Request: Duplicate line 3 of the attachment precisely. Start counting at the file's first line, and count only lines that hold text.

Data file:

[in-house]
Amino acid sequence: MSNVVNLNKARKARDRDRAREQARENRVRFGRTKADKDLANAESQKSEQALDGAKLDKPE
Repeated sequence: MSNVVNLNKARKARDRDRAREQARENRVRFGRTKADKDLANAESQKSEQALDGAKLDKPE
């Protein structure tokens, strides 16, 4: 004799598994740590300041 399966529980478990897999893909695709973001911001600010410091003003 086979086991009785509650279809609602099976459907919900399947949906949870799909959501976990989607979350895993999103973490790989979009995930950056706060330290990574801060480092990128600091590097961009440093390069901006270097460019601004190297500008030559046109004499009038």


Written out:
Repeated sequence: MSNVVNLNKARKARDRDRAREQARENRVRFGRTKADKDLANAESQKSEQALDGAKLDKPE